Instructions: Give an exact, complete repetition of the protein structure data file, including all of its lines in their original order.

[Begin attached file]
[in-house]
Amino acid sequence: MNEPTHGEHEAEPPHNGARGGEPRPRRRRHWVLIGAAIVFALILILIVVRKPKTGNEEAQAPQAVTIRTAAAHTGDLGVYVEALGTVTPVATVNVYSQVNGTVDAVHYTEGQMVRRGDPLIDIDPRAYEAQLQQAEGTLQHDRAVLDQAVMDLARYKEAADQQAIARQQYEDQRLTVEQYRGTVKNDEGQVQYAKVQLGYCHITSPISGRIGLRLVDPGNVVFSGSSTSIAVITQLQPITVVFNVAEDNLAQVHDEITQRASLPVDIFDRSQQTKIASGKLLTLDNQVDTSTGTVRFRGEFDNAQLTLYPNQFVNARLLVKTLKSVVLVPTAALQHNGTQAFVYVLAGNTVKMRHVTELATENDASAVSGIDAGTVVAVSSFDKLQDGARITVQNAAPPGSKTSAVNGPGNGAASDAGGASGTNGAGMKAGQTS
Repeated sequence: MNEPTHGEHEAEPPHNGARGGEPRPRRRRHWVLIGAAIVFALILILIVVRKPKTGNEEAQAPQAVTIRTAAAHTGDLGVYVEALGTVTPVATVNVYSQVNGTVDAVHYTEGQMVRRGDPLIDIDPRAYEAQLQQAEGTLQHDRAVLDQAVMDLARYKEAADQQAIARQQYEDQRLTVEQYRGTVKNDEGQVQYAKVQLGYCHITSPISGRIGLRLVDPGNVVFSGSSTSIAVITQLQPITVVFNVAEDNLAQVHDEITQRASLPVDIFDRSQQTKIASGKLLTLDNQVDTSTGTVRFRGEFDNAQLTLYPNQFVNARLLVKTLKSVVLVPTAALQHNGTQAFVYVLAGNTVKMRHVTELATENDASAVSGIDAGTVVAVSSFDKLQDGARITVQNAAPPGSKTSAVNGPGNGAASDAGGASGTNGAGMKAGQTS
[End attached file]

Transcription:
[in-house]
Amino acid sequence: MNEPTHGEHEAEPPHNGARGGEPRPRRRRHWVLIGAAIVFALILILIVVRKPKTGNEEAQAPQAVTIRTAAAHTGDLGVYVEALGTVTPVATVNVYSQVNGTVDAVHYTEGQMVRRGDPLIDIDPRAYEAQLQQAEGTLQHDRAVLDQAVMDLARYKEAADQQAIARQQYEDQRLTVEQYRGTVKNDEGQVQYAKVQLGYCHITSPISGRIGLRLVDPGNVVFSGSSTSIAVITQLQPITVVFNVAEDNLAQVHDEITQRASLPVDIFDRSQQTKIASGKLLTLDNQVDTSTGTVRFRGEFDNAQLTLYPNQFVNARLLVKTLKSVVLVPTAALQHNGTQAFVYVLAGNTVKMRHVTELATENDASAVSGIDAGTVVAVSSFDKLQDGARITVQNAAPPGSKTSAVNGPGNGAASDAGGASGTNGAGMKAGQTS
Repeated sequence: MNEPTHGEHEAEPPHNGARGGEPRPRRRRHWVLIGAAIVFALILILIVVRKPKTGNEEAQAPQAVTIRTAAAHTGDLGVYVEALGTVTPVATVNVYSQVNGTVDAVHYTEGQMVRRGDPLIDIDPRAYEAQLQQAEGTLQHDRAVLDQAVMDLARYKEAADQQAIARQQYEDQRLTVEQYRGTVKNDEGQVQYAKVQLGYCHITSPISGRIGLRLVDPGNVVFSGSSTSIAVITQLQPITVVFNVAEDNLAQVHDEITQRASLPVDIFDRSQQTKIASGKLLTLDNQVDTSTGTVRFRGEFDNAQLTLYPNQFVNARLLVKTLKSVVLVPTAALQHNGTQAFVYVLAGNTVKMRHVTELATENDASAVSGIDAGTVVAVSSFDKLQDGARITVQNAAPPGSKTSAVNGPGNGAASDAGGASGTNGAGMKAGQTS